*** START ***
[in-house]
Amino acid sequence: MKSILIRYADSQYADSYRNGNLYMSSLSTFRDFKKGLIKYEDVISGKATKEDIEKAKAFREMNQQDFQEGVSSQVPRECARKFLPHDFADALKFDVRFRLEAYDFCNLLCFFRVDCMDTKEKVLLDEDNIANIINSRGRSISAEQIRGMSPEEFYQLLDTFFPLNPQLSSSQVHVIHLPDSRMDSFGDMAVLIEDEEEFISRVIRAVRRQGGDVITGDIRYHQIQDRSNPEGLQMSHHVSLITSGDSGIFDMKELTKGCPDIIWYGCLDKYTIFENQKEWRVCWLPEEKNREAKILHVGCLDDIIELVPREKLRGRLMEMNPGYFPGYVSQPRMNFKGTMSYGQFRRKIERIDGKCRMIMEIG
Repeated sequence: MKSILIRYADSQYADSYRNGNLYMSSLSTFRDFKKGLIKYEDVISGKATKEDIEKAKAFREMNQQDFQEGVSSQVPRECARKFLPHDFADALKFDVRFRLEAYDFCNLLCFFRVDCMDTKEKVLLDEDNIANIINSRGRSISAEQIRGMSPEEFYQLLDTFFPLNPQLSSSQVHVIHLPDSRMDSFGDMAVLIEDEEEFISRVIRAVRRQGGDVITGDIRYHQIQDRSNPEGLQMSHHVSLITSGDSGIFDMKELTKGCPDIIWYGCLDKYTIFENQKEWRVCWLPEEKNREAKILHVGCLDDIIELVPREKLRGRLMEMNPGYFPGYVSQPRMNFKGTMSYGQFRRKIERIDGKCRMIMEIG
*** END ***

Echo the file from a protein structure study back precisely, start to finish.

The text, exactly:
[in-house]
Amino acid sequence: MKSILIRYADSQYADSYRNGNLYMSSLSTFRDFKKGLIKYEDVISGKATKEDIEKAKAFREMNQQDFQEGVSSQVPRECARKFLPHDFADALKFDVRFRLEAYDFCNLLCFFRVDCMDTKEKVLLDEDNIANIINSRGRSISAEQIRGMSPEEFYQLLDTFFPLNPQLSSSQVHVIHLPDSRMDSFGDMAVLIEDEEEFISRVIRAVRRQGGDVITGDIRYHQIQDRSNPEGLQMSHHVSLITSGDSGIFDMKELTKGCPDIIWYGCLDKYTIFENQKEWRVCWLPEEKNREAKILHVGCLDDIIELVPREKLRGRLMEMNPGYFPGYVSQPRMNFKGTMSYGQFRRKIERIDGKCRMIMEIG
Repeated sequence: MKSILIRYADSQYADSYRNGNLYMSSLSTFRDFKKGLIKYEDVISGKATKEDIEKAKAFREMNQQDFQEGVSSQVPRECARKFLPHDFADALKFDVRFRLEAYDFCNLLCFFRVDCMDTKEKVLLDEDNIANIINSRGRSISAEQIRGMSPEEFYQLLDTFFPLNPQLSSSQVHVIHLPDSRMDSFGDMAVLIEDEEEFISRVIRAVRRQGGDVITGDIRYHQIQDRSNPEGLQMSHHVSLITSGDSGIFDMKELTKGCPDIIWYGCLDKYTIFENQKEWRVCWLPEEKNREAKILHVGCLDDIIELVPREKLRGRLMEMNPGYFPGYVSQPRMNFKGTMSYGQFRRKIERIDGKCRMIMEIG